I know... most sellers at some point take a look at the 'Zestimate' that Zillow produces for their property. And there is almost always one of two reactions...
- "Those people are on crack, my house is worth way more than that" (if the Zestimate is lower than expected)
- "Wow, I didn't know it was worth THAT much... Cool" (if the Zestimate comes in higher than expected)
The bottom line is that if it is low, it must be wrong, and if it is high, then it must be right. It is pretty rare for someone to see a low valuation and think it could be right, or see a high valuation and think it could be wrong...
But let me tell you a truism... the Zestimate is wrong. Blanket statement. It could be high. It could be low. It isn't dead on.
Here are the current levels of accuracy for the Atlanta Statistical Area...
Within 5% of the true value, 25% of the time.
Within 10% of the true value, 45% of the time.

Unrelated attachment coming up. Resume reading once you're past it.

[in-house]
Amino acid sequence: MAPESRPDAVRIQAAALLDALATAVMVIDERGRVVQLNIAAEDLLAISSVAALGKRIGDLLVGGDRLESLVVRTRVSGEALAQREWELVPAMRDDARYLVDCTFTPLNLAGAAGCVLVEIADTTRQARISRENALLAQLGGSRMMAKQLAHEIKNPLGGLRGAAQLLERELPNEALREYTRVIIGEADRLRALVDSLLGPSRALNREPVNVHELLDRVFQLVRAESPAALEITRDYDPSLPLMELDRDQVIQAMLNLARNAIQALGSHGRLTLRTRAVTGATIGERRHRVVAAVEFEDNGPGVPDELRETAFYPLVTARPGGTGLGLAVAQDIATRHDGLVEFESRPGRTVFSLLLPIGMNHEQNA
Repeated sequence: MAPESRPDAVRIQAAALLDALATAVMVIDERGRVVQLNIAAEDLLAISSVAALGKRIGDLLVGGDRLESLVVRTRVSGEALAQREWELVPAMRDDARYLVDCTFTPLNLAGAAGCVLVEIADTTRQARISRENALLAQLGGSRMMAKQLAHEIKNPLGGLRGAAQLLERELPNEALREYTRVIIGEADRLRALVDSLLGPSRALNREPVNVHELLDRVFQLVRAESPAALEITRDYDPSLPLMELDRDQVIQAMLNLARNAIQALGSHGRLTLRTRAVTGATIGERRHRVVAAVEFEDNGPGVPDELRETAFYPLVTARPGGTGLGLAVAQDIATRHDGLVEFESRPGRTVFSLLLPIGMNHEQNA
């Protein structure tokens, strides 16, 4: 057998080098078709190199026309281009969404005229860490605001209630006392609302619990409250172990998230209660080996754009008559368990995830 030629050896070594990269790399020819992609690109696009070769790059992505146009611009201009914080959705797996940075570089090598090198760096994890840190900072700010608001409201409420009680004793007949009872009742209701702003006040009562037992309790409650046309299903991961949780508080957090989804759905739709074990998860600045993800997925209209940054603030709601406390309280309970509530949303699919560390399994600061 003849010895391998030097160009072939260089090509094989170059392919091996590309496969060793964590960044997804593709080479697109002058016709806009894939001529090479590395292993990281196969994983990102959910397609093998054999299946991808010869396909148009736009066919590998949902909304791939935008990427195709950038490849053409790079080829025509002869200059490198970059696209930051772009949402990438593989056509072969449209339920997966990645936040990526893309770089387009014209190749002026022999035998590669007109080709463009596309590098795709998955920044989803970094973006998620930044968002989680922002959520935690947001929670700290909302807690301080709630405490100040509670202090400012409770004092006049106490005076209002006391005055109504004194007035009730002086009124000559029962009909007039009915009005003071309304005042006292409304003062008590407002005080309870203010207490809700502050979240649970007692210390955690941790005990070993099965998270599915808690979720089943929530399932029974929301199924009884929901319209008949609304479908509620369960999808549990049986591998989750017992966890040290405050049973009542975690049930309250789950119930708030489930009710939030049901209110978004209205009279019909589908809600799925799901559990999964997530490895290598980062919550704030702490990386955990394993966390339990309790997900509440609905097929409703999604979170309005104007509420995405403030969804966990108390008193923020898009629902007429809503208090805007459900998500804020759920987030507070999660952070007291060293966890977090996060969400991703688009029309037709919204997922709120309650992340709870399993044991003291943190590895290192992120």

Within 20% of the true value, 66% of the time.
Median error, 11.6%.
This is lifted straight from Zillow's accuracy. For the Atlanta MSA, you are within 5% once out of 4 times... So, are you telling people that the just gave them a $400,000 valuation, and they have a 25% chance of the house being worth $380k - $420k? And a 10% chance of it being worth either $$360k - $380k or $420k - $440k? Or that there is a 10.5% chance of it being worth either $320k - $360k or $440k - $480k? Or a 34% chance that it is worth less than $320k or more than $480k?
Maybe you will let them know that about half of the time your $400,000 valuation is worth $446,400 or $353,600... since the median error is 11.6%
The thing is that the Zestimate could rise or fall by a significant percentage and still be within the range of error..
So, the thing is that 75% of the time, Zestimates are off by more than 5%.
Now, I am not going to argue with Zillow's national or regional data. It is likely to be much closer than the data for a specific property. The folks there argue (and I can't refute them in any way) that Zestimates are as likely to be high as low and therefore cancel each other out and that for larger samples, they are quite accurate.
in fact, everyone that gives you an estimate of market value is doing exactly that... giving you an estimate of market value. Market value can't be determined until there is a buyer... That was the previous post...